Like UV rays and diesel exhaust fumes, working the graveyard shift will soon be listed as a "probable" cause of cancer.
It is a surprising step validating a concept once considered wacky. And it is based on research that finds higher rates of breast and prostate cancer among women and men whose work day starts after dark.
Next month, the International Agency for Research on Cancer, the cancer arm of the World Health Organization, will add overnight shift work as a probable carcinogen. The American Cancer Society says it will likely follow. Up to now, the U.S. organization has considered the work-cancer link to be "uncertain, controversial or unproven."
The higher cancer rates don't prove working overnight can cause cancer. There may be other factors common among graveyard shift workers that raise their risk for cancer.
However, scientists suspect that overnight work is dangerous because it disrupts the circadian rhythm, the body's biological clock. The hormone melatonin, which can suppress tumor development, is normally produced at night.
If the graveyard shift theory eventually proves correct, millions of people worldwide could be affected. Experts estimate that nearly 20 percent of the working population in developed countries work night shifts.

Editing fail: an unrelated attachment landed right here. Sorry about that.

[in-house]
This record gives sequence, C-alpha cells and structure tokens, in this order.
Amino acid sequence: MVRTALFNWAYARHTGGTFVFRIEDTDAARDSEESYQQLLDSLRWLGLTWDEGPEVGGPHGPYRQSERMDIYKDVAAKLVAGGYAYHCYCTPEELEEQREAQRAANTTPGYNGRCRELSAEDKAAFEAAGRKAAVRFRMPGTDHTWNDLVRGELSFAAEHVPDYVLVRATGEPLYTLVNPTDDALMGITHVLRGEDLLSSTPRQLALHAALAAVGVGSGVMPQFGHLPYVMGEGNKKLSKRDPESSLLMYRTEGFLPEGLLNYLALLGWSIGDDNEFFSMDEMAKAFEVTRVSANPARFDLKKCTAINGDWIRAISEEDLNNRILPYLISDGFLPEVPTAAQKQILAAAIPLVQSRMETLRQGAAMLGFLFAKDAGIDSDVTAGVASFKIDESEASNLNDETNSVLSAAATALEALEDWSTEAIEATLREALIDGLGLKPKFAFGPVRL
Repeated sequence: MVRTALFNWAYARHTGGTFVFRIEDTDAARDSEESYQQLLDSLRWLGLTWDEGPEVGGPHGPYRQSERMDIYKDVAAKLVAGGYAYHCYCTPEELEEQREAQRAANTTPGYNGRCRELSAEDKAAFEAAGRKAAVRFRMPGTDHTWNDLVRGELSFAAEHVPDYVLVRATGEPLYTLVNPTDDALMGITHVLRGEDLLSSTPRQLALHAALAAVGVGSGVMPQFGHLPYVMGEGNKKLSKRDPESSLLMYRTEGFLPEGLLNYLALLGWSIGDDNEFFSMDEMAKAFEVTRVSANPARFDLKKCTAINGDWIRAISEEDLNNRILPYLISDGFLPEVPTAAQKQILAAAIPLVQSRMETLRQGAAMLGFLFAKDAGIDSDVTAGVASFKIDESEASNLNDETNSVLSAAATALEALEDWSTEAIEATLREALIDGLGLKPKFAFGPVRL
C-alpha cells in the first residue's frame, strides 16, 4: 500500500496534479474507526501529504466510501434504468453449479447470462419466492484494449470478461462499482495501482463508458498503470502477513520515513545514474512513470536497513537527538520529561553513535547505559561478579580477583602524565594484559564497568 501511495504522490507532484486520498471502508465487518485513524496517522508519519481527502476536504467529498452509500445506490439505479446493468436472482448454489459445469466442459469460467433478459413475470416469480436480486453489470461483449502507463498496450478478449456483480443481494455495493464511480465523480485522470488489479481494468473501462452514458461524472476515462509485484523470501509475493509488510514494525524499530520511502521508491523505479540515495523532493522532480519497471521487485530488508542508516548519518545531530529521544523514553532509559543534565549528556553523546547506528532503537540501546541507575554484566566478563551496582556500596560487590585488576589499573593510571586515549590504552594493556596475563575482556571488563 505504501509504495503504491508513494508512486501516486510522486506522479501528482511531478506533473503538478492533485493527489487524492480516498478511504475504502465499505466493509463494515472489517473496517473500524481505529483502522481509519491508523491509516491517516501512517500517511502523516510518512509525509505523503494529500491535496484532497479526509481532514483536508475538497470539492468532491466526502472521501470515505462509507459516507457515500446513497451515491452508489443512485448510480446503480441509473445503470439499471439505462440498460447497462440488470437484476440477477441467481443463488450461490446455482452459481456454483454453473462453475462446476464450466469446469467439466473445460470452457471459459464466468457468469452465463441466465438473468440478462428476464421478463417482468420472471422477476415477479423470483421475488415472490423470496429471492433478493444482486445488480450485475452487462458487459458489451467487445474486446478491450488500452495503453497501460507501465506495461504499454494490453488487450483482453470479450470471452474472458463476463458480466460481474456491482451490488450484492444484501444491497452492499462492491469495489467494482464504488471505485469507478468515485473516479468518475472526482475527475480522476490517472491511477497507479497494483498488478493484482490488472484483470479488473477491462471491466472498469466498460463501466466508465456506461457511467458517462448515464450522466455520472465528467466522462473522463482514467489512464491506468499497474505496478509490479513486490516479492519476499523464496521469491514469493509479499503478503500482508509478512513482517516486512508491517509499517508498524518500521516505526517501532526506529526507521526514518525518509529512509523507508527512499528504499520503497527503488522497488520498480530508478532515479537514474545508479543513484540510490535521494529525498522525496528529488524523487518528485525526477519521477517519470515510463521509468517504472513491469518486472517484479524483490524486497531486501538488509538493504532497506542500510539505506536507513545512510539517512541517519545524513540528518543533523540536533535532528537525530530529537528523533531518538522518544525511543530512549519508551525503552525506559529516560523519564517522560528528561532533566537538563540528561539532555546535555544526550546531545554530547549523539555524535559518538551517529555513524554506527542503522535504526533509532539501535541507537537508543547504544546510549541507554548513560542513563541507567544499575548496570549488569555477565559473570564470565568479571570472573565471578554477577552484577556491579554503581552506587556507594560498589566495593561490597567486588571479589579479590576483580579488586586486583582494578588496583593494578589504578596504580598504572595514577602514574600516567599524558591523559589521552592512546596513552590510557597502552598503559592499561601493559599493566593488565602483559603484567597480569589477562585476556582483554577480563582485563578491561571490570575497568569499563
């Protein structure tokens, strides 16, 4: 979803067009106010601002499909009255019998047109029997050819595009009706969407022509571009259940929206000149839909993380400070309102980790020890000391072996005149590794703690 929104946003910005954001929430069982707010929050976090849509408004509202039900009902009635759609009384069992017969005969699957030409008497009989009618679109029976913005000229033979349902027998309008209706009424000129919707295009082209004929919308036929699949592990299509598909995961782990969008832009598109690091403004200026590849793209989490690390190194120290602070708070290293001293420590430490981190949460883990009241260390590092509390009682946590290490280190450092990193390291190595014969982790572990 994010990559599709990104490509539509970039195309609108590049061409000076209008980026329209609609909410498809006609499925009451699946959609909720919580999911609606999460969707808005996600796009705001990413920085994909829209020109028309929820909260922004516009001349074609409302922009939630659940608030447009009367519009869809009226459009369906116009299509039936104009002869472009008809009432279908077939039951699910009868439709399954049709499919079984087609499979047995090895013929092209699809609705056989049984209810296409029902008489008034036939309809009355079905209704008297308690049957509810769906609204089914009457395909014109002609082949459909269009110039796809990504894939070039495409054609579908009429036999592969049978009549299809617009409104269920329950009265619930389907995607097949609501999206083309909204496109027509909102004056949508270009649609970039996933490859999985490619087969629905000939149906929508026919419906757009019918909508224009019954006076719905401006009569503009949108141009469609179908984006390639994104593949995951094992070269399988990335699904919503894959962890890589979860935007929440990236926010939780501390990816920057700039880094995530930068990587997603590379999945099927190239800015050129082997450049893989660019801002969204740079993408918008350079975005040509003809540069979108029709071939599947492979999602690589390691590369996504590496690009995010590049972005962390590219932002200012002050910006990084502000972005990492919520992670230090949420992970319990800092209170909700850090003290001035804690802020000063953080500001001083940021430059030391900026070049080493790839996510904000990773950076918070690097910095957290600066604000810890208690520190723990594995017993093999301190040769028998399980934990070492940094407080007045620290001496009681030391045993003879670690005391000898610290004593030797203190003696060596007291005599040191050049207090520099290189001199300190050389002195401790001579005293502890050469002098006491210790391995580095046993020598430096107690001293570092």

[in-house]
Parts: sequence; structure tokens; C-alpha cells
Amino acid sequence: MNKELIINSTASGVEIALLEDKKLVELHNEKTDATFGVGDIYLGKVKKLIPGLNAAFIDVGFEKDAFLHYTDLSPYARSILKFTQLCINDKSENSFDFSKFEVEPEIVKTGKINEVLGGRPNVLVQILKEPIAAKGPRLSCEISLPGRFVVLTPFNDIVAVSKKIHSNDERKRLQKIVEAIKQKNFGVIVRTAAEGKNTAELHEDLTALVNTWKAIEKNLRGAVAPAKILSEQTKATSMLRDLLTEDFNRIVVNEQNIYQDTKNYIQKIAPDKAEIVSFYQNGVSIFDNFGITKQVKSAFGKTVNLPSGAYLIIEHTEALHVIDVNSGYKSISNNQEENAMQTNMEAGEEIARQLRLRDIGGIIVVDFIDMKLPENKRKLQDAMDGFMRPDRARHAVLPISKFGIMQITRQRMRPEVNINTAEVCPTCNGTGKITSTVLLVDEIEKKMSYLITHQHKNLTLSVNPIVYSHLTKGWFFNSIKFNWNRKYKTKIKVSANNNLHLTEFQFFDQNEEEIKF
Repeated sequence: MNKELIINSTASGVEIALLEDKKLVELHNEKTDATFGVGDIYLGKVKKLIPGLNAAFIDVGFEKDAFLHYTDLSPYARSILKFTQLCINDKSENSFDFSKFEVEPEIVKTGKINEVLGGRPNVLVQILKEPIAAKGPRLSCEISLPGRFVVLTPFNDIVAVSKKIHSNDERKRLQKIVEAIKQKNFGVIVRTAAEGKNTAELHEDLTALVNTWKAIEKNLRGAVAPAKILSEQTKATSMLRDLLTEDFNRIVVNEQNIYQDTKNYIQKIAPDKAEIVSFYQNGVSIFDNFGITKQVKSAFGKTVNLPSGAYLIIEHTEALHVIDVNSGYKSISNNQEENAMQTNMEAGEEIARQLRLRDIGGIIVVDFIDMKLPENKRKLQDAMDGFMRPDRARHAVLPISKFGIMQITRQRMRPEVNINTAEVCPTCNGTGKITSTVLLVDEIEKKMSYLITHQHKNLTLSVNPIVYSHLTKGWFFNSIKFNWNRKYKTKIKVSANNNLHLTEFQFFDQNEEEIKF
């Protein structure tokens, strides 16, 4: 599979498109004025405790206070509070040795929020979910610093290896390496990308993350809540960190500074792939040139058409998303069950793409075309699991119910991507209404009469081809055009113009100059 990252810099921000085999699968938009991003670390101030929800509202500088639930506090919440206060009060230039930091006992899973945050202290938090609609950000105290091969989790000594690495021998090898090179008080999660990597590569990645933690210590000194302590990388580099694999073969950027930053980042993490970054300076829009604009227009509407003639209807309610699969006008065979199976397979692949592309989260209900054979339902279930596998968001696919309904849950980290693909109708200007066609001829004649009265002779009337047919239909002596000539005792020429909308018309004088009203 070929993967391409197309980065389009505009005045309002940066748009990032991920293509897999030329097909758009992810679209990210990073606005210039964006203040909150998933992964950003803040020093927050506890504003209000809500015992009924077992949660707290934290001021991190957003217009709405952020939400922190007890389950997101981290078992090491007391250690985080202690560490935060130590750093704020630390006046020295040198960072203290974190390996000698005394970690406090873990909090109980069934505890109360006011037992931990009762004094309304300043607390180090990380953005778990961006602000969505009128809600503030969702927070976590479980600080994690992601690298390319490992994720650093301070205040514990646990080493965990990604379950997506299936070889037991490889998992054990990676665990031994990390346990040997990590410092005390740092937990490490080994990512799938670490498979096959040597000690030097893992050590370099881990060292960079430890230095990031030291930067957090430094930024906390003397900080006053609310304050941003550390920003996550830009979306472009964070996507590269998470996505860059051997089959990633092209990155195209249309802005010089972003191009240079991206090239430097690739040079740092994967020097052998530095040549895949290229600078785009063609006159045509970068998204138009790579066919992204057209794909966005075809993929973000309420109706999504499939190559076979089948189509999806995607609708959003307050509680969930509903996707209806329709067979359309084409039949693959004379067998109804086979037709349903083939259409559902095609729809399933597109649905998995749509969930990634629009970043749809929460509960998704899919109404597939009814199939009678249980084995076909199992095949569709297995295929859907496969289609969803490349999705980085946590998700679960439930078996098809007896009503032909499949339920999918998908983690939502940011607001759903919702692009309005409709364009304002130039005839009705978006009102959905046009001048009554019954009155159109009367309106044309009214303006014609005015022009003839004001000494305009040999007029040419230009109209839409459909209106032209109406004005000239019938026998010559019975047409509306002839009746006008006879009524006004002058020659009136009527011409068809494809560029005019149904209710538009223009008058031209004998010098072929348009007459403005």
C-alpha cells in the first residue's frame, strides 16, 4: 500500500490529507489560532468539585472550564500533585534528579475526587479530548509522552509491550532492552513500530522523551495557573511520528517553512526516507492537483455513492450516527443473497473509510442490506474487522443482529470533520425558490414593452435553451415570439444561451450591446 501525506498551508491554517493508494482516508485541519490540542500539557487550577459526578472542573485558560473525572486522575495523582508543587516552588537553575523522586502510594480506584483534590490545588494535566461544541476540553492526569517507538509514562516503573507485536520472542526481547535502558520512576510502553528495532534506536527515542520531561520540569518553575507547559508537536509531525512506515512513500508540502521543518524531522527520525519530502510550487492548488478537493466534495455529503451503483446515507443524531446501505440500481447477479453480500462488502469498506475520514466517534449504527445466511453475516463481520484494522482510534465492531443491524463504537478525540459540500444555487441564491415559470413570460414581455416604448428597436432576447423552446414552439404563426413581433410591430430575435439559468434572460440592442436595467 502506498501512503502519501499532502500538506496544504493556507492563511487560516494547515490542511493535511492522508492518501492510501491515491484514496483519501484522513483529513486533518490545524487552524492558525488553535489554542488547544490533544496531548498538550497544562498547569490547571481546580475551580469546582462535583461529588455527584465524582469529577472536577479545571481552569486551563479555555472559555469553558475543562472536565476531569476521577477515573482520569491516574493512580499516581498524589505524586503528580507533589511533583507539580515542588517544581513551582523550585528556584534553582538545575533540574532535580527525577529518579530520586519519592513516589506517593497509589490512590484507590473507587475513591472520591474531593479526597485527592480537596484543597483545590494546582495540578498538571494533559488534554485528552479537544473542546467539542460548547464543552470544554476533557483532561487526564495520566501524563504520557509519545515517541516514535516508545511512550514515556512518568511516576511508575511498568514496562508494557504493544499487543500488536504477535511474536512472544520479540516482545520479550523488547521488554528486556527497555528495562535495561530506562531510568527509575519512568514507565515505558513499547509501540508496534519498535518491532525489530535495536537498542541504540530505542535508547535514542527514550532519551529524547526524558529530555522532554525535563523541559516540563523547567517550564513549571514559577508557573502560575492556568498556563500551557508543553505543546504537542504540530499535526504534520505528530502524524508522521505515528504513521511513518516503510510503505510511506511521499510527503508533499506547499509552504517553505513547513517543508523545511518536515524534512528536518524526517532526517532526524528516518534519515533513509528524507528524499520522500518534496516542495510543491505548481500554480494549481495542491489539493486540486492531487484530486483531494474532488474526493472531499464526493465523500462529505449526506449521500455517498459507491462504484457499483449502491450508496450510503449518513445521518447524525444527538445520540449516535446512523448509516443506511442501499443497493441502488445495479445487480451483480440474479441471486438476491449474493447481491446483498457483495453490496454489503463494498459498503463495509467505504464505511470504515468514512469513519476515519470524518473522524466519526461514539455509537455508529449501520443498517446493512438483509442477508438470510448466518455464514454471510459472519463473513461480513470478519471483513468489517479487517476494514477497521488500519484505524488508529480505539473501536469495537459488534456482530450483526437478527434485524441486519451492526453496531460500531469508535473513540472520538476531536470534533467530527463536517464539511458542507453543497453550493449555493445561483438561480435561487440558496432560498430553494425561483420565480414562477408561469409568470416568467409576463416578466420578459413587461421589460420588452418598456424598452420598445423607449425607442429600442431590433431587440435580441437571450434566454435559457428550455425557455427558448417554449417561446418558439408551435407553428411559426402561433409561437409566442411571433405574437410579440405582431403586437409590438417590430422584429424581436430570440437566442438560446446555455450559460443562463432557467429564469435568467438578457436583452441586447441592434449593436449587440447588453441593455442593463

Among the first to spot the night shift-cancer connection was Richard Stevens, a cancer epidemiologist and professor at the University of Connecticut Health Center. In 1987, Stevens published a paper suggesting a link between light at night and breast cancer.
Back then, he was trying to figure out why breast cancer incidence suddenly shot up starting in the 1930s in industrialized societies, where nighttime work was considered a hallmark of progress. Most scientists were bewildered by his proposal.
But in recent years, several studies have found that women working at night over many years were indeed more prone to breast cancer. Also, animals that have their light-dark schedules switched develop more cancerous tumors and die earlier.